As we enter the period of New Year’s resolution, I wanted to republish the Habit List which is my most powerful tool in developing new habits. Happy New Year!
Note: The PDF mentioned in this post is now available as part of the Habit List Course. You can enroll using the form below:
Earlier I talked about the “Habit List” I’ve been using. I wanted to walk people through the tool and show you how it works in this post. First lets revisit the theory behind it.
This tool was created with the premise that “habit” type tasks should not be on our regular todo list. There are several reasons that keeping these types of items on your regular todo list is a bad idea.
- “Habit” tasks tend to obscure the most important tasks that have to be done.
- The value of a habit, is measured over time–not just a particular day. Regular todo lists don’t allow for this.
- When your todo list is full of “habits” it is easy to get discouraged when you have a particularly busy day because the focus is on that day instead of your overall lifestyle.
The Habit List is designed to show you how you are doing an entire month at a time. The idea was to create a light weight tool that makes it easy to focus on whether or not you are regularly practicing your list of habits and minimizes the focus on a particular day. In other words, if I don’t exercise on a particular day, it really isn’t a big deal. What I want to watch for are times where I don’t exercise for an entire week.
Here is a shot of the entire Habit List:
In the upper left hand corner is a place to put your name, the date, and the context. The context is in case you want to have multiple lists for different areas. For example, you might use one list just for exercise and another for your reading plan. most people are probably going to be fine with just a single list.
Each task is listed on a row with a square for each day in the month.
Each day, you check off habits as you practice/complete them. There is nothing wrong with skipping over an item if you can’t fit it in on a particular day. However, the Habit List lets you see at a glance if there are any areas where you may be slacking off.
At the bottom of each day, there is a place to total how many habits you were able to practice. There is also a place to note your daily target if it helps encourage you.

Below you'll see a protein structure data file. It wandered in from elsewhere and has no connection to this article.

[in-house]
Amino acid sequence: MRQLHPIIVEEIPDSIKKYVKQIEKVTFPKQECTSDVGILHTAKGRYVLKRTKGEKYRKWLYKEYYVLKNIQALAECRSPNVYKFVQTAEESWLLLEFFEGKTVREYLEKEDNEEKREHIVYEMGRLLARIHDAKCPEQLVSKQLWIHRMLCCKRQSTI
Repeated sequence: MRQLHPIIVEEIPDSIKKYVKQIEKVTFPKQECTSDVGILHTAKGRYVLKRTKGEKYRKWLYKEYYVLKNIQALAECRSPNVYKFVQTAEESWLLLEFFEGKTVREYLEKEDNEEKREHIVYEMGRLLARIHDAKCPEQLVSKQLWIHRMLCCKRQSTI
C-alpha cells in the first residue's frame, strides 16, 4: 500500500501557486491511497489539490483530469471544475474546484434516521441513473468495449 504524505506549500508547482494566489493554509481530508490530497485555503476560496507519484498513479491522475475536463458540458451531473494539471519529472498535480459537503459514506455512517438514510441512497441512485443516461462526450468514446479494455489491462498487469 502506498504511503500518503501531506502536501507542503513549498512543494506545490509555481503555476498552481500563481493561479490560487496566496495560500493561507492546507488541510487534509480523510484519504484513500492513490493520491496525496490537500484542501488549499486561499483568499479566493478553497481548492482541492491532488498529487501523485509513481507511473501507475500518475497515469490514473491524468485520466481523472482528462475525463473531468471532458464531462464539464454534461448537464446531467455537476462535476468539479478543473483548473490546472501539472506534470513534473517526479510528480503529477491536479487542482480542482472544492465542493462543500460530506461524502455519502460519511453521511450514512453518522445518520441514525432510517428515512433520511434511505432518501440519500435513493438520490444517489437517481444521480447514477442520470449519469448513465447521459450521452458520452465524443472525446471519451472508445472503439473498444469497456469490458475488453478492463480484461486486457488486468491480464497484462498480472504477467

At the end of each month, each task has a place to total the number of times you were able to practice it. This is just to give you a quick checkup to make sure you are practicing the things that are important to you. It lets you see if your time is being spent in a way that aligns with your priorities.
Here is a link that will take you to a larger screen shot of the entire example Habit List.
The idea is that the tool should be extremely light weight and flexible. It took me a little longer to make it available because I had added a bunch of features to it. When I stopped and looked at what I had done I thought, “Wait a minute, I would personally never use all this extra stuff.” So I simplified it back to the system that I’m actually using. There are many different types of time management software and time management tools that you can buy. Many have lots of features, bells and whistles. The Habit List is designed intentionally to be simple and do one thing very well.
If you want to get a copy of the PDF, simply sign up for the Habit List email course (at the top of the page) and it will be sent to you. If you are reading this in an RSS reader, you may need to visit the site in order to see the form.
Originally published July 2007
This is quite a nice and professional looking PDF, thanks. And it motivates me to re-check my habit goals again. For people like me who might prefer the non-paper-based version though: You might want to take a look at http://www.joesgoals.com/ for a nice free online application quite similar to the habit list. And it even sends you emails if you haven’t checked of a habit for a given number of days.
Gleb Reys says
What an excellent tool, Mark!
I’ve spent quite some time looking for a similar solution for the same reason – I find it totally incorrect to have habits in my daily to-do lists.
I’ve been a regular reader of yours for quite sometime – and this great tool to optimize my time and focus my intentions is a perfect example why :)